Honestly, not many people ask you to gaze into their ‘piercing eyes,’ or stare at a swinging watch these days. That sort of thing has more to do with old fashioned Hollywood movies than modern hypnotherapy.

Most hypnotherapists use relaxation techniques, and you are also likely to be asked to concentrate on certain things. For instance you may be asked to focus your attention on your breathing, or to imagine various things.

During the induction, the therapist is likely to speak to you in a particular way, and at a particular tempo, which is designed to gently slow down the brainwaves. This will help you to gradually drift into the pleasant state of hypnotic trance, in which you will experience feelings of relaxation and well-being.

Words like “relax,” “deeper,” and “sleep” or “sleepy” are often used in the induction. However, these words are not intended to send you to sleep. They are merely calming words which send special messages to the brain to help you to become very relaxed and tranquil.

Hypnosis is not a state of being unconscious, but merely of having your consciousness altered – indeed your mind remains clear and focused, and you are likely to remember most of what was said to you.

Some people are very easy to hypnotise, whilst others take longer. Most people remain in a fairly light state of hypnotic trance, whilst a very small percentage naturally go to much deeper levels. Sometimes people drift in and out of lighter and deeper states. All this is perfectly normal. Deep states of hypnosis are not required for successful therapy.

If you contact a Hypnotherapist listed on this register, please mention that you obtained their details from the Hypnotherapist Register.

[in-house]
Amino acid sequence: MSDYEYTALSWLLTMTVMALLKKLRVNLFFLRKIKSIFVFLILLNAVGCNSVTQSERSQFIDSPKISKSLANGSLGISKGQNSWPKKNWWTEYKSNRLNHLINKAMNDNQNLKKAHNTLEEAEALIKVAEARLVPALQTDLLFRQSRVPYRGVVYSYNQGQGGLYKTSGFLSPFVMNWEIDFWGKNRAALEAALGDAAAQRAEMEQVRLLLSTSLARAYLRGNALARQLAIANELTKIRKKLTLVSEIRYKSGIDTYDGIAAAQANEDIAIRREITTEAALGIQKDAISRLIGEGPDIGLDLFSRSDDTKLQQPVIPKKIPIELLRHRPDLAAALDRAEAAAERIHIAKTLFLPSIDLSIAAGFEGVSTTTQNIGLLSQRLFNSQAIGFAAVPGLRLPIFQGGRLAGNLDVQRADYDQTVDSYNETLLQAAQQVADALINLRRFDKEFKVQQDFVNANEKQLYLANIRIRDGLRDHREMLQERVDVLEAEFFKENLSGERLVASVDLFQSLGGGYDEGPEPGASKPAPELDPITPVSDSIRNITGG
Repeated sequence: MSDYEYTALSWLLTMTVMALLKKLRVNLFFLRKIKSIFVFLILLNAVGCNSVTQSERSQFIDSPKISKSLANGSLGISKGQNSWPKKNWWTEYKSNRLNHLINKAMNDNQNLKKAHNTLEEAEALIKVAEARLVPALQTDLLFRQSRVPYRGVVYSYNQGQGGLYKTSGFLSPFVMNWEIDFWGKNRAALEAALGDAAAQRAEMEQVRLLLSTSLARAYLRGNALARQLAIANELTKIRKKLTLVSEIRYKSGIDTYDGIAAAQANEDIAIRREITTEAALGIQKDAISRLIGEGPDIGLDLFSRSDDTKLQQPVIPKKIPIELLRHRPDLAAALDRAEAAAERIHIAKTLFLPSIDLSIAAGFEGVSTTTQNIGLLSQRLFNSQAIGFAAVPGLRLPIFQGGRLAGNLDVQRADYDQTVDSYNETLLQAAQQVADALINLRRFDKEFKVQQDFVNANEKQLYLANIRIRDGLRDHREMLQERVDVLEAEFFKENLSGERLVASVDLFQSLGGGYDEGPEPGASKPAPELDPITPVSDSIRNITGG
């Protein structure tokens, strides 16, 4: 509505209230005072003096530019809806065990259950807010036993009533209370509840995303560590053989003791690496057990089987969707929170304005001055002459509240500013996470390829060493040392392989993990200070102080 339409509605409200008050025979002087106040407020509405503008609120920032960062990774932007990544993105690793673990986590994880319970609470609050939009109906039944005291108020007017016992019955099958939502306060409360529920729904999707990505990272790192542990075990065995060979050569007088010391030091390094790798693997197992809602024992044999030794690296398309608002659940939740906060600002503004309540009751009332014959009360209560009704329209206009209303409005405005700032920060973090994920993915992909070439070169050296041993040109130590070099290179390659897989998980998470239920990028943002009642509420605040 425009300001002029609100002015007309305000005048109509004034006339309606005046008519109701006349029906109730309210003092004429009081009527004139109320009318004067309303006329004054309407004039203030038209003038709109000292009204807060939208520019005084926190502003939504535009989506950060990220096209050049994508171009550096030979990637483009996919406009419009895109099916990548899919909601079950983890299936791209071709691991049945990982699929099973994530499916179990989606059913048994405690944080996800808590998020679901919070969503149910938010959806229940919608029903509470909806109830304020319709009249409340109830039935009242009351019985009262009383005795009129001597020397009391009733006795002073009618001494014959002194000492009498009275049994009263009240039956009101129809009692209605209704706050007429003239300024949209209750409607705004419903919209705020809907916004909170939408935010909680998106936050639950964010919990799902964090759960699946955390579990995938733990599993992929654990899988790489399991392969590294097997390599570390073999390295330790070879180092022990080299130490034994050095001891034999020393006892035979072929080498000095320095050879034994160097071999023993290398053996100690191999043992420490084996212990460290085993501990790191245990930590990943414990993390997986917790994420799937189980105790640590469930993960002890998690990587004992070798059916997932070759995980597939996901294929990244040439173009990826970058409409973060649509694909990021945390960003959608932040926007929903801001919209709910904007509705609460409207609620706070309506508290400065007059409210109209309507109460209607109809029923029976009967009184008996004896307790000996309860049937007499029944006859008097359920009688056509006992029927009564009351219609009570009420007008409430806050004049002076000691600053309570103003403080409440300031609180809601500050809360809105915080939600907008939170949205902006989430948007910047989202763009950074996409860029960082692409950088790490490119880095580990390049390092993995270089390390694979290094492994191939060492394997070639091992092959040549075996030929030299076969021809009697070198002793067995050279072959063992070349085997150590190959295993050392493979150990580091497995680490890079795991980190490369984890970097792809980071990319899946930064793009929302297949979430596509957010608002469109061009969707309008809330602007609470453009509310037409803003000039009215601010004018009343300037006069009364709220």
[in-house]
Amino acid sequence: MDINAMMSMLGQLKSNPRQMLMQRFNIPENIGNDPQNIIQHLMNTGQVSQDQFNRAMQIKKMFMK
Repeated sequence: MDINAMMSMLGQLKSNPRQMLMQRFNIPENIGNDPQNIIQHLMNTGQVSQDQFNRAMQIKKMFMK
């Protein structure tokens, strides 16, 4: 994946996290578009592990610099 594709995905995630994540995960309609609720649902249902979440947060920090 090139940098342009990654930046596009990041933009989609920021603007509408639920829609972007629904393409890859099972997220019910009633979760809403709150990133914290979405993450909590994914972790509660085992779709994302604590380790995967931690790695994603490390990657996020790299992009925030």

No, your co-operation is required.


On the contrary, you need a reasonable amount of intelligence in order to be hypnotised. The people who respond best to hypnosis are those who are capable of concentration, imagination and mental dexterity.

Most people can be hypnotised. If somebody cannot understand what is required if them, or if they are resisting for some reason, they will have difficulty entering into hypnosis.


No. You will know what is going on and you will retain your intelligence and your self-control.

Hypnotherapy requires the client and the therapist to work together in a spirit of co-operation, in order to help you to control your own mind.

For yypnotherapy to be successful, you need to be comfortable with what is going on in the session. If any suggestion was given to you with which you did not agree, you could reject it. If anything was suggested to you that went against your beliefs or moral code you would be shocked out of hypnosis.


Successful stage hypnosis requires willing volunteers. These people obviously have a desire to join in the show and perform, or they wouldn’t volunteer to go on stage in the first place. Hypnosis merely helps them to lift the inhibitions which they may ordinarily have against performing.

Please do not confuse stage hypnosis and hypnotherapy. The aims are very different.


Hypnotherapy is not dangerous. In skilled hands hypnotherapy is a proven therapeutic aid. No drugs should ever be used, and there are no unwanted side effects.

We hope that you now have a clearer understanding of hypnosis and its uses.

In addition to the information we have given, most therapists will be able to provide you with their own informative material when you contact them, and should be able to answer any additional questions you may have.

If you contact a Hypnotherapist listed on this website, please mention that you have obtained their details from the Hypnotherapist Register.